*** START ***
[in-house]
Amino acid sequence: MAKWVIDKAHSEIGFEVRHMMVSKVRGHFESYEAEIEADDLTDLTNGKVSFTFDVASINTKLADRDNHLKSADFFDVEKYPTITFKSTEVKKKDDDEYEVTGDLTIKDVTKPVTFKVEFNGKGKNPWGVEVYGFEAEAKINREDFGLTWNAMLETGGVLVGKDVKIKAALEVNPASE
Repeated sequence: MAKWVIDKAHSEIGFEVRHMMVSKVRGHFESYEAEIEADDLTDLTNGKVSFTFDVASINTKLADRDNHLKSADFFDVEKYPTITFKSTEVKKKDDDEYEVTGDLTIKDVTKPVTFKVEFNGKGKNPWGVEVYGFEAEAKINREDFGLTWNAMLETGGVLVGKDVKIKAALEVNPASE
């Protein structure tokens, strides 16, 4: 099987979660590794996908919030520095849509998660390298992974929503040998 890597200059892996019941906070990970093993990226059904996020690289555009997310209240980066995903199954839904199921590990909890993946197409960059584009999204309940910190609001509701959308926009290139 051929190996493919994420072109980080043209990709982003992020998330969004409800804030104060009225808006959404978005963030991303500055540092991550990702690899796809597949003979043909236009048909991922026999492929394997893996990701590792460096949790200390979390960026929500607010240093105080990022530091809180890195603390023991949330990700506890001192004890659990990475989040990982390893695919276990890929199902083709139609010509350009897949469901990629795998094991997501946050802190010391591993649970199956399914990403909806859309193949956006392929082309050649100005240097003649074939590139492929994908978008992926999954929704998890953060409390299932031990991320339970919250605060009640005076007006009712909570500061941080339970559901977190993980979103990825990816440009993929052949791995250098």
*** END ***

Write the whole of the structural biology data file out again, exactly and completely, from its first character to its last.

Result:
[in-house]
Amino acid sequence: MAKWVIDKAHSEIGFEVRHMMVSKVRGHFESYEAEIEADDLTDLTNGKVSFTFDVASINTKLADRDNHLKSADFFDVEKYPTITFKSTEVKKKDDDEYEVTGDLTIKDVTKPVTFKVEFNGKGKNPWGVEVYGFEAEAKINREDFGLTWNAMLETGGVLVGKDVKIKAALEVNPASE
Repeated sequence: MAKWVIDKAHSEIGFEVRHMMVSKVRGHFESYEAEIEADDLTDLTNGKVSFTFDVASINTKLADRDNHLKSADFFDVEKYPTITFKSTEVKKKDDDEYEVTGDLTIKDVTKPVTFKVEFNGKGKNPWGVEVYGFEAEAKINREDFGLTWNAMLETGGVLVGKDVKIKAALEVNPASE
């Protein structure tokens, strides 16, 4: 099987979660590794996908919030520095849509998660390298992974929503040998 890597200059892996019941906070990970093993990226059904996020690289555009997310209240980066995903199954839904199921590990909890993946197409960059584009999204309940910190609001509701959308926009290139 051929190996493919994420072109980080043209990709982003992020998330969004409800804030104060009225808006959404978005963030991303500055540092991550990702690899796809597949003979043909236009048909991922026999492929394997893996990701590792460096949790200390979390960026929500607010240093105080990022530091809180890195603390023991949330990700506890001192004890659990990475989040990982390893695919276990890929199902083709139609010509350009897949469901990629795998094991997501946050802190010391591993649970199956399914990403909806859309193949956006392929082309050649100005240097003649074939590139492929994908978008992926999954929704998890953060409390299932031990991320339970919250605060009640005076007006009712909570500061941080339970559901977190993980979103990825990816440009993929052949791995250098």